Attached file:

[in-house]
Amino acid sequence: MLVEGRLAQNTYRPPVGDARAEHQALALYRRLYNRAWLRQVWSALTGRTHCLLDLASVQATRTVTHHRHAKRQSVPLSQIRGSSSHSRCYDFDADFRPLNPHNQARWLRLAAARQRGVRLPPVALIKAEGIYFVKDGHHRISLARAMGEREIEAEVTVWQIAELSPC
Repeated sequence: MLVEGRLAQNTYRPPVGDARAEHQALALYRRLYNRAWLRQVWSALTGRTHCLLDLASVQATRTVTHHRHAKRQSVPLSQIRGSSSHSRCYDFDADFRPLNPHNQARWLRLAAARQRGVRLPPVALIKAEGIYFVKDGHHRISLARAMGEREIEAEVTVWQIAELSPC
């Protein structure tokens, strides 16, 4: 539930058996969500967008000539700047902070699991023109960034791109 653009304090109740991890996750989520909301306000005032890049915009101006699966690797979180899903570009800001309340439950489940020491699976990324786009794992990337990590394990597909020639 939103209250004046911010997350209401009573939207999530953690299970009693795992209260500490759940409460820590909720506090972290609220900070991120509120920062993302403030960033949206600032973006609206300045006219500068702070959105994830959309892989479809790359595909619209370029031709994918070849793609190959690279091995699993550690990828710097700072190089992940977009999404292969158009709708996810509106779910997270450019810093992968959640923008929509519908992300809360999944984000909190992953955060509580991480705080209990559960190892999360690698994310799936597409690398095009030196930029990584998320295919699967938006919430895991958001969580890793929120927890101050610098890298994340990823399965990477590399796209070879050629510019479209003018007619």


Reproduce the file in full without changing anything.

[in-house]
Amino acid sequence: MLVEGRLAQNTYRPPVGDARAEHQALALYRRLYNRAWLRQVWSALTGRTHCLLDLASVQATRTVTHHRHAKRQSVPLSQIRGSSSHSRCYDFDADFRPLNPHNQARWLRLAAARQRGVRLPPVALIKAEGIYFVKDGHHRISLARAMGEREIEAEVTVWQIAELSPC
Repeated sequence: MLVEGRLAQNTYRPPVGDARAEHQALALYRRLYNRAWLRQVWSALTGRTHCLLDLASVQATRTVTHHRHAKRQSVPLSQIRGSSSHSRCYDFDADFRPLNPHNQARWLRLAAARQRGVRLPPVALIKAEGIYFVKDGHHRISLARAMGEREIEAEVTVWQIAELSPC
């Protein structure tokens, strides 16, 4: 539930058996969500967008000539700047902070699991023109960034791109 653009304090109740991890996750989520909301306000005032890049915009101006699966690797979180899903570009800001309340439950489940020491699976990324786009794992990337990590394990597909020639 939103209250004046911010997350209401009573939207999530953690299970009693795992209260500490759940409460820590909720506090972290609220900070991120509120920062993302403030960033949206600032973006609206300045006219500068702070959105994830959309892989479809790359595909619209370029031709994918070849793609190959690279091995699993550690990828710097700072190089992940977009999404292969158009709708996810509106779910997270450019810093992968959640923008929509519908992300809360999944984000909190992953955060509580991480705080209990559960190892999360690698994310799936597409690398095009030196930029990584998320295919699967938006919430895991958001969580890793929120927890101050610098890298994340990823399965990477590399796209070879050629510019479209003018007619």